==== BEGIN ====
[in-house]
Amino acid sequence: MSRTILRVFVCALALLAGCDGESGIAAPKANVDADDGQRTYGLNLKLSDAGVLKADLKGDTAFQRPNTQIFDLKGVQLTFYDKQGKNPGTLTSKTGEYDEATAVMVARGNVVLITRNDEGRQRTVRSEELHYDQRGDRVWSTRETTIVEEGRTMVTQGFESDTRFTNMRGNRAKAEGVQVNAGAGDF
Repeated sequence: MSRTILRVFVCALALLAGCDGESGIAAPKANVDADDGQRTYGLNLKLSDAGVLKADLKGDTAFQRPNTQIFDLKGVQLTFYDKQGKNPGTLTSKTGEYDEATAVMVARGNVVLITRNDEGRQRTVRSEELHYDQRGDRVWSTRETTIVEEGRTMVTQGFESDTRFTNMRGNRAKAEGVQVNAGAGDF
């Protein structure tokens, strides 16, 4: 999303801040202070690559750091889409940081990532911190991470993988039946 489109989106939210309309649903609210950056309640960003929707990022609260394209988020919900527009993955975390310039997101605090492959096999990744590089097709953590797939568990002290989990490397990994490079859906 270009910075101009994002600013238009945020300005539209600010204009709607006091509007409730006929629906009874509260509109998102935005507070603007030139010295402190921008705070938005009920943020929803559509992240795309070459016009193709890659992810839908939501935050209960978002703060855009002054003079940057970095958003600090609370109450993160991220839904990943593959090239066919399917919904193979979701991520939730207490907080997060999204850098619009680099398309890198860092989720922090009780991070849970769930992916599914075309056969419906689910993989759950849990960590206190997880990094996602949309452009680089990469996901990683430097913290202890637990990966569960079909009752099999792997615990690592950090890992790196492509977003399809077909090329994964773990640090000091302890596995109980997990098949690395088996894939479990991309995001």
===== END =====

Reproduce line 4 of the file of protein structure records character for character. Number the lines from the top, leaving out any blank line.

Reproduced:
């Protein structure tokens, strides 16, 4: 999303801040202070690559750091889409940081990532911190991470993988039946 489109989106939210309309649903609210950056309640960003929707990022609260394209988020919900527009993955975390310039997101605090492959096999990744590089097709953590797939568990002290989990490397990994490079859906 270009910075101009994002600013238009945020300005539209600010204009709607006091509007409730006929629906009874509260509109998102935005507070603007030139010295402190921008705070938005009920943020929803559509992240795309070459016009193709890659992810839908939501935050209960978002703060855009002054003079940057970095958003600090609370109450993160991220839904990943593959090239066919399917919904193979979701991520939730207490907080997060999204850098619009680099398309890198860092989720922090009780991070849970769930992916599914075309056969419906689910993989759950849990960590206190997880990094996602949309452009680089990469996901990683430097913290202890637990990966569960079909009752099999792997615990690592950090890992790196492509977003399809077909090329994964773990640090000091302890596995109980997990098949690395088996894939479990991309995001």